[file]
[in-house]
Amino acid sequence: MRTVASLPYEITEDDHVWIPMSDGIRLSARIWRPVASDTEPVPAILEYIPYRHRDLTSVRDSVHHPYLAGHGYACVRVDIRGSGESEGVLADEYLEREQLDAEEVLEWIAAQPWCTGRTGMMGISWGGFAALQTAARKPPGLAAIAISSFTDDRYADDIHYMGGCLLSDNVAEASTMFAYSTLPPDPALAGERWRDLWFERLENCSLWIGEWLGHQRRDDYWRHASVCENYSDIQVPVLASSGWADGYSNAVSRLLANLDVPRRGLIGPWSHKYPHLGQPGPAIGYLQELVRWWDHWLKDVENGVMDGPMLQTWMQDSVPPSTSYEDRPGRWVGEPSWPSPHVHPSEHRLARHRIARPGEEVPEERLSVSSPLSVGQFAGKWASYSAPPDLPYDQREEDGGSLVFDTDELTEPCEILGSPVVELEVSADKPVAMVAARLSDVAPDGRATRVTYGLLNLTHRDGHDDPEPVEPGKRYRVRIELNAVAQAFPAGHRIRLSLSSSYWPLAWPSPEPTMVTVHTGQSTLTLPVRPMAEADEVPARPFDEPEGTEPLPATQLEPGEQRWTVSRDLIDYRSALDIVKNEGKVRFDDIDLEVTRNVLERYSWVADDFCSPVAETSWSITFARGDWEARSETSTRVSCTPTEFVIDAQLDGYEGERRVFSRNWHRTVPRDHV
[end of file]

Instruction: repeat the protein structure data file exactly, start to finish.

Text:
[in-house]
Amino acid sequence: MRTVASLPYEITEDDHVWIPMSDGIRLSARIWRPVASDTEPVPAILEYIPYRHRDLTSVRDSVHHPYLAGHGYACVRVDIRGSGESEGVLADEYLEREQLDAEEVLEWIAAQPWCTGRTGMMGISWGGFAALQTAARKPPGLAAIAISSFTDDRYADDIHYMGGCLLSDNVAEASTMFAYSTLPPDPALAGERWRDLWFERLENCSLWIGEWLGHQRRDDYWRHASVCENYSDIQVPVLASSGWADGYSNAVSRLLANLDVPRRGLIGPWSHKYPHLGQPGPAIGYLQELVRWWDHWLKDVENGVMDGPMLQTWMQDSVPPSTSYEDRPGRWVGEPSWPSPHVHPSEHRLARHRIARPGEEVPEERLSVSSPLSVGQFAGKWASYSAPPDLPYDQREEDGGSLVFDTDELTEPCEILGSPVVELEVSADKPVAMVAARLSDVAPDGRATRVTYGLLNLTHRDGHDDPEPVEPGKRYRVRIELNAVAQAFPAGHRIRLSLSSSYWPLAWPSPEPTMVTVHTGQSTLTLPVRPMAEADEVPARPFDEPEGTEPLPATQLEPGEQRWTVSRDLIDYRSALDIVKNEGKVRFDDIDLEVTRNVLERYSWVADDFCSPVAETSWSITFARGDWEARSETSTRVSCTPTEFVIDAQLDGYEGERRVFSRNWHRTVPRDHV